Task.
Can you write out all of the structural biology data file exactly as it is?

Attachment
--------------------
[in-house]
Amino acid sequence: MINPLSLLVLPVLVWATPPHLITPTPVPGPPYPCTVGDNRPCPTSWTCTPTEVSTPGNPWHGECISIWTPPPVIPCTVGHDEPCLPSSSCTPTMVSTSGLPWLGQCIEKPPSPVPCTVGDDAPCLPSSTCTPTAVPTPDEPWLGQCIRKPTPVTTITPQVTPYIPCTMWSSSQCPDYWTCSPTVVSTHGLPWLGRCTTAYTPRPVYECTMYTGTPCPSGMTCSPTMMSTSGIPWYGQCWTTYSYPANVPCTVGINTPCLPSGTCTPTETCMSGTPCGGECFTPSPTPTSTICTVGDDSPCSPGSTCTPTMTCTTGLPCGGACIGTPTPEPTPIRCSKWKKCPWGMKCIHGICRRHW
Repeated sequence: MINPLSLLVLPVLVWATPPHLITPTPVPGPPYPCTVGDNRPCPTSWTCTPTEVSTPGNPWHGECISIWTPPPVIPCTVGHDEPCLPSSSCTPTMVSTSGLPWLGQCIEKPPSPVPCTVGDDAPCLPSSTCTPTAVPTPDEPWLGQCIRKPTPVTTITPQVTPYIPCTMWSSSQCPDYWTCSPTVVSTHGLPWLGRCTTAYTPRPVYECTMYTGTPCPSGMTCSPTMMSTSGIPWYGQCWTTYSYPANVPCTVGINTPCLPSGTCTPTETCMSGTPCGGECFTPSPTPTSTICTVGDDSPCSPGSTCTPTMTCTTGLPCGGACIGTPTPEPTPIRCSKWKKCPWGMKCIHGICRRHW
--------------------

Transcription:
[in-house]
Amino acid sequence: MINPLSLLVLPVLVWATPPHLITPTPVPGPPYPCTVGDNRPCPTSWTCTPTEVSTPGNPWHGECISIWTPPPVIPCTVGHDEPCLPSSSCTPTMVSTSGLPWLGQCIEKPPSPVPCTVGDDAPCLPSSTCTPTAVPTPDEPWLGQCIRKPTPVTTITPQVTPYIPCTMWSSSQCPDYWTCSPTVVSTHGLPWLGRCTTAYTPRPVYECTMYTGTPCPSGMTCSPTMMSTSGIPWYGQCWTTYSYPANVPCTVGINTPCLPSGTCTPTETCMSGTPCGGECFTPSPTPTSTICTVGDDSPCSPGSTCTPTMTCTTGLPCGGACIGTPTPEPTPIRCSKWKKCPWGMKCIHGICRRHW
Repeated sequence: MINPLSLLVLPVLVWATPPHLITPTPVPGPPYPCTVGDNRPCPTSWTCTPTEVSTPGNPWHGECISIWTPPPVIPCTVGHDEPCLPSSSCTPTMVSTSGLPWLGQCIEKPPSPVPCTVGDDAPCLPSSTCTPTAVPTPDEPWLGQCIRKPTPVTTITPQVTPYIPCTMWSSSQCPDYWTCSPTVVSTHGLPWLGRCTTAYTPRPVYECTMYTGTPCPSGMTCSPTMMSTSGIPWYGQCWTTYSYPANVPCTVGINTPCLPSGTCTPTETCMSGTPCGGECFTPSPTPTSTICTVGDDSPCSPGSTCTPTMTCTTGLPCGGACIGTPTPEPTPIRCSKWKKCPWGMKCIHGICRRHW